Los Angeles

Norman Zammitt, Diagonal 1, 1979, acrylic on canvas board, 9 x 12".

Norman Zammitt

Carter & Citizen

Norman Zammitt, Diagonal 1, 1979, acrylic on canvas board, 9 x 12".

Here’s a telling anecdote about Norman Zammitt’s large-scale paintings: His monumental North Wall, 1977, which featured prominently in the J. Paul Getty Museum’s “Pacific Standard Time: Crosscurrents in L.A. Painting and Sculpture, 1950–1970,” was found displayed not on the walls but on the ceiling of its owners’ bedroom when it was tracked down by the show’s curators for their 2011–12 exhibition. The painting’s horizontal installation was ostensibly necessitated by its monumental size—eight by fourteen feet. But the decorative appeal of Zammitt’s big striped paintings (the very quality that might inspire a collector to mount one on the ceiling) may also explain why the late artist is so little known outside Los Angeles: His large works can veer uncomfortably close to ’70s-style interior design.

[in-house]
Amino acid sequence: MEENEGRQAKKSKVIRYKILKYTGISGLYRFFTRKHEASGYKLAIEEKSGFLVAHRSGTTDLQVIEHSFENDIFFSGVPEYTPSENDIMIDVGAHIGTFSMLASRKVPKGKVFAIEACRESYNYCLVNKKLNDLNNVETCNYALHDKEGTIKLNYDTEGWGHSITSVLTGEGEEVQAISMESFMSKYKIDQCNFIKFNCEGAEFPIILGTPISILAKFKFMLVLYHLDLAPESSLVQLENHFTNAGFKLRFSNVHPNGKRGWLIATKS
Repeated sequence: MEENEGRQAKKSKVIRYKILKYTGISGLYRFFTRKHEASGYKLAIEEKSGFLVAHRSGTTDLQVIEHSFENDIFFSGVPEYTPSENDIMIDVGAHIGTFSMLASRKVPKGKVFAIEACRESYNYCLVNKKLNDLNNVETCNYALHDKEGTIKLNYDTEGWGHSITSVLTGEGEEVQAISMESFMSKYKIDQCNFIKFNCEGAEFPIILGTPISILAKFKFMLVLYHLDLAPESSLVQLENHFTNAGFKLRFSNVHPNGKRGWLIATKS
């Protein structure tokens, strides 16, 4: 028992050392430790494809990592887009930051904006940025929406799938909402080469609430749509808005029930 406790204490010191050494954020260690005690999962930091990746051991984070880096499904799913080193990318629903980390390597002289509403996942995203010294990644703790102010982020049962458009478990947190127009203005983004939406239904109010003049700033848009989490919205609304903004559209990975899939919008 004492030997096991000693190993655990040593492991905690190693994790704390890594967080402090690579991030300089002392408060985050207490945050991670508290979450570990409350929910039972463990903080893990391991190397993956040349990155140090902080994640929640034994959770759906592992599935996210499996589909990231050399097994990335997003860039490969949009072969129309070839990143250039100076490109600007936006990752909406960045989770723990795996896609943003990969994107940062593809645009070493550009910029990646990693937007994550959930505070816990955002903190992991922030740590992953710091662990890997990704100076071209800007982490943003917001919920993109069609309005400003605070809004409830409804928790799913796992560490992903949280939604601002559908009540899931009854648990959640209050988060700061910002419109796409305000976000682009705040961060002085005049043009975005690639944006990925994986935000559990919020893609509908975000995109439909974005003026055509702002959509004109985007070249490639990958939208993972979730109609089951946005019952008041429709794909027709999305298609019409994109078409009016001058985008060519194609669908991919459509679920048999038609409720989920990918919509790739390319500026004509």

The recent exhibition of Zammitt’s small paintings at LA’s Carter & Citizen gallery

to keep reading

Artforum print subscribers have full access to this article. If you are a subscriber, sign in below.

Not registered for artforum.com? Register here.

SUBSCRIBE NOW for only $50 a year—65% off the newsstand price—and get the print magazine plus full online access to this issue and our archive.*

Order the PRINT EDITION of the March 2013 issue for $17 or the ONLINE EDITION for $5.99.

* This rate applies to U.S. domestic subscriptions.